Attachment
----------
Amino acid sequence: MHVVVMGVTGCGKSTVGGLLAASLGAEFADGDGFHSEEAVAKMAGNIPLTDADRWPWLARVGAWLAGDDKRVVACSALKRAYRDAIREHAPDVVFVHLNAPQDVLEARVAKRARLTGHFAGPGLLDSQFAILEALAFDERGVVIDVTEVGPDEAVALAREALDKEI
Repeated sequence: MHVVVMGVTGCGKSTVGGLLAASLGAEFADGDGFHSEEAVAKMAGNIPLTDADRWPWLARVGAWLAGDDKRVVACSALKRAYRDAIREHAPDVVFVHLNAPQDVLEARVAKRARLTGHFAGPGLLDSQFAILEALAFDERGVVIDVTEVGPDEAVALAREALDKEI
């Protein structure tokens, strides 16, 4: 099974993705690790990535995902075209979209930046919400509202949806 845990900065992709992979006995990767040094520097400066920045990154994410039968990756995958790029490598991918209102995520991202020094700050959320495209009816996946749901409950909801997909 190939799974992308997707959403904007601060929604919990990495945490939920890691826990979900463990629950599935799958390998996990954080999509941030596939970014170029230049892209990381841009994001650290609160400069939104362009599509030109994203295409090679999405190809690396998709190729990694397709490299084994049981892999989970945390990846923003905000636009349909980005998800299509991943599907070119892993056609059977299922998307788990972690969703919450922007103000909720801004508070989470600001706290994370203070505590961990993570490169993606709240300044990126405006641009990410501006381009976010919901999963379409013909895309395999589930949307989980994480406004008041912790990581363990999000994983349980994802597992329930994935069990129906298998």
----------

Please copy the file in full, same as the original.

Amino acid sequence: MHVVVMGVTGCGKSTVGGLLAASLGAEFADGDGFHSEEAVAKMAGNIPLTDADRWPWLARVGAWLAGDDKRVVACSALKRAYRDAIREHAPDVVFVHLNAPQDVLEARVAKRARLTGHFAGPGLLDSQFAILEALAFDERGVVIDVTEVGPDEAVALAREALDKEI
Repeated sequence: MHVVVMGVTGCGKSTVGGLLAASLGAEFADGDGFHSEEAVAKMAGNIPLTDADRWPWLARVGAWLAGDDKRVVACSALKRAYRDAIREHAPDVVFVHLNAPQDVLEARVAKRARLTGHFAGPGLLDSQFAILEALAFDERGVVIDVTEVGPDEAVALAREALDKEI
């Protein structure tokens, strides 16, 4: 099974993705690790990535995902075209979209930046919400509202949806 845990900065992709992979006995990767040094520097400066920045990154994410039968990756995958790029490598991918209102995520991202020094700050959320495209009816996946749901409950909801997909 190939799974992308997707959403904007601060929604919990990495945490939920890691826990979900463990629950599935799958390998996990954080999509941030596939970014170029230049892209990381841009994001650290609160400069939104362009599509030109994203295409090679999405190809690396998709190729990694397709490299084994049981892999989970945390990846923003905000636009349909980005998800299509991943599907070119892993056609059977299922998307788990972690969703919450922007103000909720801004508070989470600001706290994370203070505590961990993570490169993606709240300044990126405006641009990410501006381009976010919901999963379409013909895309395999589930949307989980994480406004008041912790990581363990999000994983349980994802597992329930994935069990129906298998």